The Best Beginner’s Watercolour Palette

For many beginners, choosing your paints is both the most exciting and overwhelming part of watercolours. Off-the-shelf sets are convenient – but handpicking your own palette is an investment into honing your unique painting style. Tailoring a palette might seem daunting, but I’ll show you how to narrow down the paints you need, and make choices that will amplify your creative voice. I’d love to know which paints you’ve chosen!

Buy a Pre-Made Palette

A Split Primary Palette

The easiest option for many beginners is to simply buy a pre-made palette. This a budget-friendly option that doesn’t require as much planning as choosing your own palette.

Most pre-made palette’s are laid out as split primary palettes. This means they are based on the traditional primaries, and feature two yellows, two reds and two blues.

Paul Ruben 24 Colour Watercolour Set
Roman Szmal: Aquarius, Half Pans
Schmincke: Horadam
Colour Set

Something a little different…

If you don’t want a palette based on the split-primaries, I really recommend Daniel Smith’s Ultimate Mixing Palette. Yes, it’s expensive – but these are the most beautiful colours, and the selection has been carefully chosen to give artists the widest range of mixes possible. It’s my favourite watercolour palette to date, and it’s what I use when travelling.

Daniel Smith’s Ultimate Mixing Palette

Build your Own Palette

At some point, most artists out-grow pre-built palettes and start curating their own paint collection. This might be a little daunting to a true beginner, but choosing your own colours is part of developing your own artistic style. Colour selection is like choosing the language you want to paint in: you might be painting the same subject, but the way you get there is defined by the colours you’ve set off with.

Start with your Style

How would you define your style? Here are some questions to ask yourself:

  • Do you like glazing? If so, you may want to prioritise transparent paints.
  • Do you like painting in a single layer with a more gouache-like feel? Focus on opaque paints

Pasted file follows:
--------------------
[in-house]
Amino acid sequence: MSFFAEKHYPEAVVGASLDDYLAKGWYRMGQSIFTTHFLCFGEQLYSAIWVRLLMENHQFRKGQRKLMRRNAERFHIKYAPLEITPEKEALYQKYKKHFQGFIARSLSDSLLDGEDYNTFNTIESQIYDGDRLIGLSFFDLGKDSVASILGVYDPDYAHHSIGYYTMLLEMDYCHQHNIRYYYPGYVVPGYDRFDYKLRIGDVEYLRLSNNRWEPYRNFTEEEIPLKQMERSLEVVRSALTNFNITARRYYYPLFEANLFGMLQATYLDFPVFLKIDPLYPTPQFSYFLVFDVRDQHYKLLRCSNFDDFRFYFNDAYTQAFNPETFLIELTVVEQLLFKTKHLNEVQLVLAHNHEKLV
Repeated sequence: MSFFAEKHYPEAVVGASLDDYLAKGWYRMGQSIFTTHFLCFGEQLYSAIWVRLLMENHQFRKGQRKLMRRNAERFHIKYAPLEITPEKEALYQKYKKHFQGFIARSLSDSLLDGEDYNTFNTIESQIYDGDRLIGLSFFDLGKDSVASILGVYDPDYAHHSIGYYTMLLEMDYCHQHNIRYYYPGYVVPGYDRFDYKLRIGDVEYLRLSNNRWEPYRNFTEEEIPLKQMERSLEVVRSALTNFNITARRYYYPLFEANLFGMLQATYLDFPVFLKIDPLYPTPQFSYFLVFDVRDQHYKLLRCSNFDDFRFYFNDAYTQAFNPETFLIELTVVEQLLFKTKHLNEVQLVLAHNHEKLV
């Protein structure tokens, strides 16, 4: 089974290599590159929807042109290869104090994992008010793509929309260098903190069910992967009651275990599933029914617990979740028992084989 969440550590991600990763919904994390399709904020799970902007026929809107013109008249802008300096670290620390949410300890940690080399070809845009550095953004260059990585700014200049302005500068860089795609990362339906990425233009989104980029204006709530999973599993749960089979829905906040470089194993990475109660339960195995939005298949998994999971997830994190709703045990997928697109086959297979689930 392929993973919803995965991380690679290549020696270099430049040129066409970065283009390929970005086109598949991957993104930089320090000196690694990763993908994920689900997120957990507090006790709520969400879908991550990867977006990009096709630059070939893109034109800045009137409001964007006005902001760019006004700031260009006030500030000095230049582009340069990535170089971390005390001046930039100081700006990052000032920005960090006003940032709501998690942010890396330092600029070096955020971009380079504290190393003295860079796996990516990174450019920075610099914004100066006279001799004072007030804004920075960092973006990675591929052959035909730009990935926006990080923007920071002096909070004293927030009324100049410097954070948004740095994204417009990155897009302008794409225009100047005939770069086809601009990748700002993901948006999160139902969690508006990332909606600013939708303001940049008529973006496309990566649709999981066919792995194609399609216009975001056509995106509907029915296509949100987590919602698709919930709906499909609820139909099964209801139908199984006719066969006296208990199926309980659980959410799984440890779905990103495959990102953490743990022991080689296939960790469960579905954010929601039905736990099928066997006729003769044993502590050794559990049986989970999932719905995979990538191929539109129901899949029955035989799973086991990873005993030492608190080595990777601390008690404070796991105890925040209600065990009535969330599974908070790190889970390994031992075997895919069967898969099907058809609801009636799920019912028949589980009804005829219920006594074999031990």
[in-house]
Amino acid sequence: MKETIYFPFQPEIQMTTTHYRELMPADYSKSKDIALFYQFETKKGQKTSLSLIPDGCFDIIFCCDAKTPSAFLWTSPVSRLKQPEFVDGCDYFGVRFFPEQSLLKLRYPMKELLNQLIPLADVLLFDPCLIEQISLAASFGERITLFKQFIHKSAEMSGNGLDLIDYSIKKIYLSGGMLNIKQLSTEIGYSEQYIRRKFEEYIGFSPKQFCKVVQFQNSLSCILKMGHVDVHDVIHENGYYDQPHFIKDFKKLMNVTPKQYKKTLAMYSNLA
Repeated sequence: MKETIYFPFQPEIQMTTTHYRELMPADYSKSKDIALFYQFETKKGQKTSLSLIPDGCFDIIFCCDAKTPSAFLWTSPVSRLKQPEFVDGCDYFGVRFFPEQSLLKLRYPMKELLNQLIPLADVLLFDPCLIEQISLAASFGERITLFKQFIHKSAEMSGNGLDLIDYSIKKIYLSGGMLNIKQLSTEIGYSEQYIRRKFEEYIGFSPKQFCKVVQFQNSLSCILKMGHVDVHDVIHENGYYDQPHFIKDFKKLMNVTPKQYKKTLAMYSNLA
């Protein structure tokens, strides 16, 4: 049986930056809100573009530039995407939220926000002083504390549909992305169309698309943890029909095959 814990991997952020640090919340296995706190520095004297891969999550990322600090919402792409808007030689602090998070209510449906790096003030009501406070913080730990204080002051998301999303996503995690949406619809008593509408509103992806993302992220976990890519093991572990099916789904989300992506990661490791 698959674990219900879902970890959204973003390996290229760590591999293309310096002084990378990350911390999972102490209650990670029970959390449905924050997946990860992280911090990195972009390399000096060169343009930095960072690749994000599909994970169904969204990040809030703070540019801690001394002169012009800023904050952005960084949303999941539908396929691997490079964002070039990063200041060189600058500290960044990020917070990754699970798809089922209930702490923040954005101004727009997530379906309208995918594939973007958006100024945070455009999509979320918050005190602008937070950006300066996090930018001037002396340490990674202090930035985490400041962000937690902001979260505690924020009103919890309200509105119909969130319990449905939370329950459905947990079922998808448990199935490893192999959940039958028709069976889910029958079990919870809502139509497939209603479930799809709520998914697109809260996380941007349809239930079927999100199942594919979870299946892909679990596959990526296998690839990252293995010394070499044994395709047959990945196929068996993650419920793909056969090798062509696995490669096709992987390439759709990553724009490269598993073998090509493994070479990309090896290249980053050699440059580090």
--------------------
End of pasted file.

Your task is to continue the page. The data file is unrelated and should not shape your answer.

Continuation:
• Do you prefer granulating or non-granulating colours?
    • If you like granulating paint: do you like everything to granulate? You might like the effect of a granulating blue for the sky, or in a mix to create green foliage, but you might not want granulating colours when you’re mixing skin tones for a portrait.
  • Do you like vibrant colours? Build your palette around the modern primaries.
  • Do you like a more vintage feel, with desaturated colours? Build your palette around the traditional primaries or the split primaries.
  • Do you want to focus on tonalities? Choose a monochromatic palette.
  • Do you want to work with just two colours? Choose an analogous or complementary palette.
  • Want something different? Red, Yellow and Blue are an example of a triadic colour scheme – as are Magenta, Yellow and Cyan. What’s to stop you from using Orange, Green and Violet instead? Or choosing another combination of three colours to experiment with?

My Style and my own Palette, as an example:

My favourite technique is glazing, so my palettes tend to favour transparent paints. I would rather use Hansa Yellow Medium than Cadmium Yellow Medium, for example.

I also like granulating blues and darker neutrals; but I tend to avoid other granulating colours, unless I have a very specific project in mind. I’m generally happy to use Cerulean Blue Chromium (granulating) in my landscape palettes, as it’s a useful colour to use for the sky and it works beautifully in foliage mixes. However, if I choose Cerulean Blue Chromium, I often pair it with a smoother Ultramarine Blue, or Pthalo Blue (Green Shade) so that I have a second option I can use in less granulating mixes.

Start with your Primaries